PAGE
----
The FTC's complaint charges that the three lawn mower models are not all or virtually all made in the United States because a substantial portion of the components of the lawn mowers was of foreign origin. The proposed settlement would prohibit American Honda from misrepresenting the extent to which any lawn mower is made in the United States.

Kubota Tractor Corporation is a California corporation that distributes and sells Kubota-brand lawn tractors, lawn mowers, and related products in the United States through approximately 1,100 dealers. Its lawn tractors are manufactured by Kubota Manufacturing of America Corporation, an affiliated corporation based in Gainesville, Georgia.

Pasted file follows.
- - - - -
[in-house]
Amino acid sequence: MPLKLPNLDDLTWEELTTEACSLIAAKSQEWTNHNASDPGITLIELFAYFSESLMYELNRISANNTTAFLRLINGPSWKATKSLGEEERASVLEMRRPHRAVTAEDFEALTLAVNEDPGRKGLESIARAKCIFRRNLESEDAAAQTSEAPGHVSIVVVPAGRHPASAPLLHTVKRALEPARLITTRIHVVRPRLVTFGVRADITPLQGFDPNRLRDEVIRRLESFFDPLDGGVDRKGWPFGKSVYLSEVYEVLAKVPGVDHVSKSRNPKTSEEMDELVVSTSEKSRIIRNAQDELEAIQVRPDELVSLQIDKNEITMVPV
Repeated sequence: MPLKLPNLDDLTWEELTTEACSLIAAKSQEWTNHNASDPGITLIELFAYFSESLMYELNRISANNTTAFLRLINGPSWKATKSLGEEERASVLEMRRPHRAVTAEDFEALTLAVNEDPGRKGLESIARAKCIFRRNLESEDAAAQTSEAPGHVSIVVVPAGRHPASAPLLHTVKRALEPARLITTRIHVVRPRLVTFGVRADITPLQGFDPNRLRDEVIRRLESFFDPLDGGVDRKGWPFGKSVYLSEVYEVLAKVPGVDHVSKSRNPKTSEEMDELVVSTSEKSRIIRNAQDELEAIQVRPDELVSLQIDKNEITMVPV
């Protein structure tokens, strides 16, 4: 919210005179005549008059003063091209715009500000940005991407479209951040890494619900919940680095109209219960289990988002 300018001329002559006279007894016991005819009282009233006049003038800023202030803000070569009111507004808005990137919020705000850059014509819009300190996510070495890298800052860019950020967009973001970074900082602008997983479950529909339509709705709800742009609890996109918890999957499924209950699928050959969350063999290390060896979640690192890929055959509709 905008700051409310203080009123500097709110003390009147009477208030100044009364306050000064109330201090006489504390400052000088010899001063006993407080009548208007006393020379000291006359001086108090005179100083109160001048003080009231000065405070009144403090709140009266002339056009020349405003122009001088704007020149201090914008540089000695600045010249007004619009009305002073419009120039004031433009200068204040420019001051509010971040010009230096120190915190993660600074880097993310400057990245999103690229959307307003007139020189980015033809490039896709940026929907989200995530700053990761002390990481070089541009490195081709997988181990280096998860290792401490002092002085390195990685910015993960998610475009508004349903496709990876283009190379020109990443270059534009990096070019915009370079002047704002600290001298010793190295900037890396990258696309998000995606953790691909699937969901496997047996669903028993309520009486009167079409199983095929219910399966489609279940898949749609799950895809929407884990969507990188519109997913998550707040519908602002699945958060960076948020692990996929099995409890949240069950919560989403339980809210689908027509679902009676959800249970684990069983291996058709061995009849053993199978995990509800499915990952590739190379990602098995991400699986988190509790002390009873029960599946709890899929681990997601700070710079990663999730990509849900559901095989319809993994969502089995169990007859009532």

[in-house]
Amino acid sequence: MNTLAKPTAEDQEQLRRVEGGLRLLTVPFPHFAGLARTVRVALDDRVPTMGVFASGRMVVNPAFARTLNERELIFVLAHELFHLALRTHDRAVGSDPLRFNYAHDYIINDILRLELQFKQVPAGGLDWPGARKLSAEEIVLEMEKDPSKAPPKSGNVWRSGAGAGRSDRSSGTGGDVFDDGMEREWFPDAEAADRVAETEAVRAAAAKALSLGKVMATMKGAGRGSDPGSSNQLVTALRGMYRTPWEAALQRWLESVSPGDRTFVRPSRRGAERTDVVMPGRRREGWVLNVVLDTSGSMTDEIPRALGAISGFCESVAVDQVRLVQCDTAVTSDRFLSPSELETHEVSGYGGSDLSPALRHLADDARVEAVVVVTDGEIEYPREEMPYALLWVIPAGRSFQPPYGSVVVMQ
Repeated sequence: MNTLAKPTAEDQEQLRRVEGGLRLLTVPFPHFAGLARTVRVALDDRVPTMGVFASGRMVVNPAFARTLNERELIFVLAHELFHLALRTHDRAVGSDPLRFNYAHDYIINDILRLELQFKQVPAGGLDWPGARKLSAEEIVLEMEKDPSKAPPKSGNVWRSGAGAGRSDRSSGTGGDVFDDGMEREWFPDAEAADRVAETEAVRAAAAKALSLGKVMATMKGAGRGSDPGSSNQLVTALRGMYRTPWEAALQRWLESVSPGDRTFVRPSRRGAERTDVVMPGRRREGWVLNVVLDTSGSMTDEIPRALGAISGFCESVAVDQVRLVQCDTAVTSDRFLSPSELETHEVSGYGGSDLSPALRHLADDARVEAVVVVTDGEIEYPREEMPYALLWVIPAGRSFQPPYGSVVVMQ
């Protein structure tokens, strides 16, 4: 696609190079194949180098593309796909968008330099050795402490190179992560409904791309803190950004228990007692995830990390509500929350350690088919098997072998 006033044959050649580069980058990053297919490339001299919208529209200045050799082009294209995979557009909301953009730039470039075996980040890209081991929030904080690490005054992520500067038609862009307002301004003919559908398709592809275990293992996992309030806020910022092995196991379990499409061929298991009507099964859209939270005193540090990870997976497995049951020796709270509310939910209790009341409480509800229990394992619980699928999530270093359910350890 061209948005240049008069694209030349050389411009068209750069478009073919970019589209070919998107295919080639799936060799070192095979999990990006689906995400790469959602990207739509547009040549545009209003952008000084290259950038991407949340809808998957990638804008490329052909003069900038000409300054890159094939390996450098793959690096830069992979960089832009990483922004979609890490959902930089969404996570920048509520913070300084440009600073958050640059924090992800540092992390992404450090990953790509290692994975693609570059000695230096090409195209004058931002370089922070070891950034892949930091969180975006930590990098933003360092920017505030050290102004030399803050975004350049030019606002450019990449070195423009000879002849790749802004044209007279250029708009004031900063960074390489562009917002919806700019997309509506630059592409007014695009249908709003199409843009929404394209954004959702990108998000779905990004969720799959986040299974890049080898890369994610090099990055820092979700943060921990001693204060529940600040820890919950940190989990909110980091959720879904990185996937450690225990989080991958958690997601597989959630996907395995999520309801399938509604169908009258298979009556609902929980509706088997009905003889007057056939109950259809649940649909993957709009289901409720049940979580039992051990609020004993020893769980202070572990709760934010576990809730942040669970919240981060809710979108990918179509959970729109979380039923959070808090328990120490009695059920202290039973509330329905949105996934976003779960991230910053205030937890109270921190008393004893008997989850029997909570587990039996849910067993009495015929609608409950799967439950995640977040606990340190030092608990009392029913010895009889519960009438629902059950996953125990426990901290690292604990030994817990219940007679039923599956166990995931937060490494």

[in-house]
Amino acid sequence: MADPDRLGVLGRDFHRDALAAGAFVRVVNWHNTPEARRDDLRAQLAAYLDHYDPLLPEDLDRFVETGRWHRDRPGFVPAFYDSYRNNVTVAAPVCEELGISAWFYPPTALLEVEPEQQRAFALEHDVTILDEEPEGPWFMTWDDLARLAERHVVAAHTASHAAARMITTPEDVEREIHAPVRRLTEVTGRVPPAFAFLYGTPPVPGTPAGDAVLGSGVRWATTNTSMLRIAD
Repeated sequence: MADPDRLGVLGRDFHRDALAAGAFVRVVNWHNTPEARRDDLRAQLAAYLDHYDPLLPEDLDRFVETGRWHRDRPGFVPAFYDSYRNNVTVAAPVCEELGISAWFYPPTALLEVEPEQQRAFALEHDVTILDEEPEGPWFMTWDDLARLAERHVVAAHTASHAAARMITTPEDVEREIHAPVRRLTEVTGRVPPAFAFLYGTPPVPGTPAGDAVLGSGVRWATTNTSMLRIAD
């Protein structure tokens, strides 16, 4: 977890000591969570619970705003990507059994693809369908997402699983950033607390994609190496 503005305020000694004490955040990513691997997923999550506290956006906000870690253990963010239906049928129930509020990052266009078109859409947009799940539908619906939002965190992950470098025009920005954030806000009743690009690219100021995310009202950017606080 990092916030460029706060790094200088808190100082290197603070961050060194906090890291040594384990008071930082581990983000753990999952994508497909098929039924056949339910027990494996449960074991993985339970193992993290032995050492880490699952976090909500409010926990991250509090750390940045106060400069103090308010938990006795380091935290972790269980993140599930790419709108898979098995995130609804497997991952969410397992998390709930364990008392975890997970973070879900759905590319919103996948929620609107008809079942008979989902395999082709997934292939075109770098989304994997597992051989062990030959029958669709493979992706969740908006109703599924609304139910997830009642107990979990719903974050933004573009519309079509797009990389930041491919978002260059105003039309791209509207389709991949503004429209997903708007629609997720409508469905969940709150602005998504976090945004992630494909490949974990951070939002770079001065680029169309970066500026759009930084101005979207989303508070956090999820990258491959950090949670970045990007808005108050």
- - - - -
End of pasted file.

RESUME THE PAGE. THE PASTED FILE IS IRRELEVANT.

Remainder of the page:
The FTC alleged that Kubota prepared ads that were placed by local dealers of Kubota's T-Series Lawn Tractors stating that these tractors were "Made by Kubota in the U.S.A." The complaint alleges that Kubota misrepresented that the entire line of T-Series Lawn Tractors is "Made in the USA" because one of the three models within the line (T1760) contains significant foreign parts. It also alleges that Kubota misrepresented that model T1760 is "Made in the USA." The complaint further alleges that Kubota misrepresented that the entire line of TG-Series Lawn Tractors is "Made in the USA" because both models that make up the series contain significant foreign parts. Finally, the complaint alleges that Kubota misrepresented that the individual models TG1860 and TG1860G are "Made in the USA" because both models contain significant foreign parts.